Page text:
My name, for the purposes of all my internet life, is JP Fanshawe. I am honored to join the staff of The Smoking Musket as a contributor. I've led a varied life - one that has seen me study the arts and philosophy while working full-time as a sportswriter. After that I became proficient, simultaneously, in bartending and filmmaking, only to wind up working in a prosperous industrial business in the heart of West Virginia. Life is strange, that way. But because of those decisions, I have the family I have.
I was born here. Raised here. Left for 13 years before returning, and in all that time, Mountaineer athletics have been a constant in my life. As I have read the posts and comments of so many that frequent this site, it seems we all have a shared history in that regard. I remember once splitting a $50 phone charge with a fellow Mountaineer in North Carolina so that we could both listen to a West Virginia-Maryland game. We even split the cost of a speakerphone. We got drunk as the Terrapins beat the Mountaineers, 24-13. I gave him the phone to keep.
My father became a season-ticket holder in 1980, because he thought Don Nehlen was a great hire. I was 10. Those tickets my Dad had purchased were mostly for customers of his, but each year throughout my young life, I got to go to one game a year. It was usually a game where the demand for tickets was not high. My first game was a win over Richmond. My second, if my memory serves, was a rout of Colorado State where Willie Drewery took a kickoff return for a touchdown, and my love of the team was probably born in that one crowd-crazy burst of noise.
A lot of my positivity toward the program probably comes from my formative years - I saw us win. A lot. And when we lost, I usually didn't see it. I only heard it on the radio, and somehow Jack Fleming made it seem very Damn Yankees. There was always next week. Does anyone else recall what a big deal it was to be on television, then? Or how important making a bowl game was? Now that both of those goals seem so easily attainable, perhaps I am prone to being too kind, but as a lot of you know, I try to take the high road, to be positive, perhaps even sometimes when I shouldn't. But, as a former sportswriter, I have always remembered something Don Nehlen said to me once in a corridor of the Brushfork Armory while on the winter caravan: "It's hard for fans who have been watching for years to remember sometimes...that all these kids are just that....kids."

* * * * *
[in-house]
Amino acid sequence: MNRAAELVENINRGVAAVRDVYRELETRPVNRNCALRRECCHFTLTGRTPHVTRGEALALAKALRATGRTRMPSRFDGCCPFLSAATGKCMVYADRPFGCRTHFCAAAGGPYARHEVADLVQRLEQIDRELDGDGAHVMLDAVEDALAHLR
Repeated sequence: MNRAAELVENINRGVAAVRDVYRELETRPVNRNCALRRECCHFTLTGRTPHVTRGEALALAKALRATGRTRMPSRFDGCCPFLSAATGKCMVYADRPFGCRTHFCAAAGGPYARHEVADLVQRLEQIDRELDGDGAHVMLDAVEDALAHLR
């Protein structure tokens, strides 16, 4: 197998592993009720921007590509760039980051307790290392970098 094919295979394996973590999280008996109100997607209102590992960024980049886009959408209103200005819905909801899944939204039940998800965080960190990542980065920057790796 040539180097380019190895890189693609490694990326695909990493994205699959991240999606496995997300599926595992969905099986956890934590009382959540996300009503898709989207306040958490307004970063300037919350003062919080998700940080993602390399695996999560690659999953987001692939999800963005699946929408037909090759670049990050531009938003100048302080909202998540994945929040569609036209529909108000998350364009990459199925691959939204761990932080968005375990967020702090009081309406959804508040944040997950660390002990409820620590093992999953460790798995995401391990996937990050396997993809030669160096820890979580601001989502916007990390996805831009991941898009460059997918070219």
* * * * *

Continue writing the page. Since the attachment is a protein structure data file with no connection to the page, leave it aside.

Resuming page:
As a contributor, you can expect from me an even-keeled approach. I have a great admiration for research. I like it when a question occurs to me that will require me to go find out the answer. And I always approach those pet projects not wanting the answer to shake out a certain way, only to find out how it does. I have been accused of being a homer by some regular visitors of TSM, but I want the same residual glory from the WVU programs that we all do - it is awesome to feel like you are part of something elite, even if you are only a fan of the people actually making the achievement.
As I have aged (I am 40) I have noticed that I don't approach the games the same way I did in say, my 20's. I don't follow the Mountaineers quite as fervently, which is to say, I no longer break things during games, because I don't want to see my sons model that behavior, and I try not to let a bad performance ruin any more than the day it happens! Again, I am honored, and happy, to join the list of people that contribute to this site. I have a lot of respect for each of you, and I like that my writings will be in the company of yours.